NAVIGATION - SPANISH CRUISER CARLOS V (SERIES II)ID92890060
€14.00 (Taxes not incl.)
ARMOURED CRUISER CARLOS V
On the obverse is reproduced, in colours, an image of the work entitled "Crucero Carlos V", which is preserved in the Naval Museum of Madrid.
On the reverse (common to all the pieces), the face value of the coin 1.5 EURO and the inscription HISTORY OF THE NAVIGATION appear. Out of the central circle there are six dolphins jumping.
|Series||History of Navigation|
|Face Value (Euro)||1.5|
|Maximum Mintage (units)||10,000|
ARMORED CRUISER CARLOS V
Period: Nineteenth and twentieth centuries.
Length: 116 m Beam: 20.8 m Height: 12.35 m Draught: 7.8 m.
Propulsion: Two triple-expansion engines (100 rpm) and 12 cylindrical boilers.
Weaponry: Cannons, machine guns and torpedo launchers.
Description: Built in Cádiz at the shipyards of Vea Mugía en Cádiz, this ship owes its existence to the 1888 Naval Plan of Rodríguez de Arias, who commissioned civil shipyards to build military naval vessels. The only one of its kind, it was delivered to the Spanish Royal Navy on June 2 1897 and was finally decommissioned on December 5 1931. It was scrapped in 1933. At full load, this armoured cruiser had a displacement of 10,066 tonnes.
The hull was made of Siemens-Martin steel. Its heavy artillery included two 280 mm González Hontoria cannons, which were replaced in 1897 by Canet cannons of the same calibre. Secondary armament comprised a further eight Hontoria cannons (140 mm), four García Lomas (100 mm) and four fast-firing cannons (57 mm). The vessel also featured two 70 mm Sarmiento landing cannons and six machine guns (four x 37 mm and two x 11 mm), along with six torpedo tubes.
With a power capacity of 18,500 HP, the vessel was able to reach a speed of 20 knots. Its autonomy was 3,300 miles at maximum speed and 9,600 miles at 11 knots. It could carry up to 2,040 tonnes of coal with which to stoke its engines.Its initial crew was made up of 554 men and it cost 18,350,000 pesetas.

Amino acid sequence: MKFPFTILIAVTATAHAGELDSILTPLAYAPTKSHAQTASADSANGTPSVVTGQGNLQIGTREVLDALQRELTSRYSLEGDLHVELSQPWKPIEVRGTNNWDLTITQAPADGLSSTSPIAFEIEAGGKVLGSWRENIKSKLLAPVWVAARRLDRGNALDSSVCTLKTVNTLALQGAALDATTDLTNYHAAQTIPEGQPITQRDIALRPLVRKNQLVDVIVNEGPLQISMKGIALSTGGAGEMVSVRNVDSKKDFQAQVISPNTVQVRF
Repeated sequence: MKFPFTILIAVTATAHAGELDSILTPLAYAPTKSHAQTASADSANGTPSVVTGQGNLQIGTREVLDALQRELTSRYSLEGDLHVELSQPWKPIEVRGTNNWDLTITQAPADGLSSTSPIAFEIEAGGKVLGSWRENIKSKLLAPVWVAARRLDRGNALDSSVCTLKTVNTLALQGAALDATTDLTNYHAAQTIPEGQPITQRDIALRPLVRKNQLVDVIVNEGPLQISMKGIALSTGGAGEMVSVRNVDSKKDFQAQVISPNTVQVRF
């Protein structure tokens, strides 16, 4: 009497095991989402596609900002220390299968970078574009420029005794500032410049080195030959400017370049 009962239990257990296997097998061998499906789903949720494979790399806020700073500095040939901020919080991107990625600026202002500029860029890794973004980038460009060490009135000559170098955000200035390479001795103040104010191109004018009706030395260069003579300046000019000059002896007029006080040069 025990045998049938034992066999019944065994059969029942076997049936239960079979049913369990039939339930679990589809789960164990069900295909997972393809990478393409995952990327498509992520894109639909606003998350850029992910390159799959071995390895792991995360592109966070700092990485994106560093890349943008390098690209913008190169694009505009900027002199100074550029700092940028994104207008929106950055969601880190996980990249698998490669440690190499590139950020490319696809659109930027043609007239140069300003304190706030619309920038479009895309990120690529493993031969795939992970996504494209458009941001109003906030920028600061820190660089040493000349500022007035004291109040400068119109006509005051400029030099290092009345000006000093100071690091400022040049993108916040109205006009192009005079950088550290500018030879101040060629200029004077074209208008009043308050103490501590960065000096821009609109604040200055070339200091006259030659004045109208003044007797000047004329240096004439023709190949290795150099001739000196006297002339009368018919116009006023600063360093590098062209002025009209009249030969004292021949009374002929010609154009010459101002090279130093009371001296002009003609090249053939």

Key events: In the Spanish-American War of 1898, it formed part of the squadron under the command of Admiral Manuel de la Cámara in his bid to reach the Philippines via Suez, where he was stopped by the English command and finally returned to the peninsula.
In peacetime, the Emperador Carlos V and the armoured ship Pelayo were the Spanish Royal Navy’s only ceremonial vessels until the incorporation of armoured vessels under the Maura-Ferrándiz Plan (1908). In its ceremonial capacity, it was present at the Spithead Naval Review, held in 1902 to mark the coronation of King Edward VII. In 1903, it accompanied King Alfonso XIII on his visit to Lisbon. From 1906 to 1910, it was involved in a number of operations in North Africa, supporting the army with its fire power and transporting troops. In 1911, it escorted the liner Montserrat to Argentina for the celebrations of the first centenary of the Argentine Republic, attended by Isabella, Princess of Asturias as Spain’s royal representative. In 1913-1914, it went to Veracruz to observe the conflict between the Mexican Republic and the USA and defend Spain’s interests during the American occupation of the Port of Veracruz. Immediately afterwards, it travelled to Tampico to protect the Spanish colony. Finally, anchored in the ria at Ferrol, it was fitted out in 1923 as a pontoon-school for marines and torpedo operators.